From a reader:
Is it allowed to have female altar servers at the TLM?
I get this question every once in a while and have answered it in the past.
Allow me to recap.
At present, the 1983 Code of Canon Law, c. 230.2 is interpreted in such a way – a fantastical way, in my opinion, pace Pontifical Council for the Interpretation of Legislative Texts – that females can substitute for installed acolytes (who are always exclusively male). That is to say males always and at times females – in those areas where the bishop permits it and where the priest wants it – can substitute for the officially installed acolyte (an all male ministry).
I concluded a long time ago that, the present law being in force, yes, it would be licit for females to serve at a TLM, but … I wouldn’t give much for the peaceful life of the priest afterward.
Tar and feathers are tough to remove.
Furthermore, according to the present law, male servers are the norm. Female servers cannot be imposed on a priest’s celebration of Holy Mass. Moreover, the local diocesan bishop can decide whether or not female servers will be permitted in his diocese.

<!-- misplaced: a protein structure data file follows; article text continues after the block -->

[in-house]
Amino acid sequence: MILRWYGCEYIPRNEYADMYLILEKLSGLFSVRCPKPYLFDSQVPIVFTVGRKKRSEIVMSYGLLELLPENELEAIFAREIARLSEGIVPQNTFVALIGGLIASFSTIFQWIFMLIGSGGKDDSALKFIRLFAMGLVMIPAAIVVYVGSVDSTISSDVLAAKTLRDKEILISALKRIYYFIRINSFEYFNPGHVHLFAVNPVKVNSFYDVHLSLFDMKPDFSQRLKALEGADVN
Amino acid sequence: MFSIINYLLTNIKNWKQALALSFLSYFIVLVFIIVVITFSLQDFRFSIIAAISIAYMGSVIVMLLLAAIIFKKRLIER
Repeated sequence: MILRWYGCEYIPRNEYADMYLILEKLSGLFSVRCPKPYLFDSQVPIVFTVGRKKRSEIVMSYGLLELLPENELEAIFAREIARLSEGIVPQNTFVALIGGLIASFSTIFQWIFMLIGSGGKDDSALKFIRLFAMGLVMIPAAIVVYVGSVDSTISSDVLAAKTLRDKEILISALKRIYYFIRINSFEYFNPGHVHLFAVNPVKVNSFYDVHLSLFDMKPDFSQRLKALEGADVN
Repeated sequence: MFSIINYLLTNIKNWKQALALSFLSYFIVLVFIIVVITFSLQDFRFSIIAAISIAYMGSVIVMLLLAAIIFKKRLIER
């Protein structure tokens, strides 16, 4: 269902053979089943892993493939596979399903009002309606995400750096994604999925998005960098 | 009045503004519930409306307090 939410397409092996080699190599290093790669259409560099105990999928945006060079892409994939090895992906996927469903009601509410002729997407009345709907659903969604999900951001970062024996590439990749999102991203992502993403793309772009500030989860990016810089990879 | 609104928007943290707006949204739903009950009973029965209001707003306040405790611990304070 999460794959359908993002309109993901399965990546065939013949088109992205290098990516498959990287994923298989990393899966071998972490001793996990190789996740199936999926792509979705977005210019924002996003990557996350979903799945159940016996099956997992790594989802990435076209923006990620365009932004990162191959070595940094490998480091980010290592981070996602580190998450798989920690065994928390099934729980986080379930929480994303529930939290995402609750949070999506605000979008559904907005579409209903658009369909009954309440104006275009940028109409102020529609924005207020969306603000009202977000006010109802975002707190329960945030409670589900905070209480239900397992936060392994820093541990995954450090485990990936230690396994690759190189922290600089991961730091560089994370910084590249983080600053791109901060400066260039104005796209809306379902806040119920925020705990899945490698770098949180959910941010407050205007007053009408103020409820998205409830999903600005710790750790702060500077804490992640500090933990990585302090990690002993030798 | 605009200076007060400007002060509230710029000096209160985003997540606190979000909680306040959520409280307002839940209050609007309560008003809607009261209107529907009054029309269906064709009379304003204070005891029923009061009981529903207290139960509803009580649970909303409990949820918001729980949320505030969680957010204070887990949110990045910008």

Thus, there is no obligation to have female servers at any celebration of Mass in the Ordinary form, much less the Extraordinary.
That said, the serving roles in the TLM were all actually intended to be taken by clerics. Male servers of any age would in reality substitute for absent clerics. The service of any female would be in sharp disharmony with the internal genius of the rite… the genius ritus.
I don’t think it is just to the rite itself, the congregation, or the girls who would serve, to do something that jarring, that aberrant.
So… because we go by today’s law, and not some other law (one in the past or one we would prefer to have were the world a happier place), I would say it is licit, but it would be deeply discordant to the point of being weird.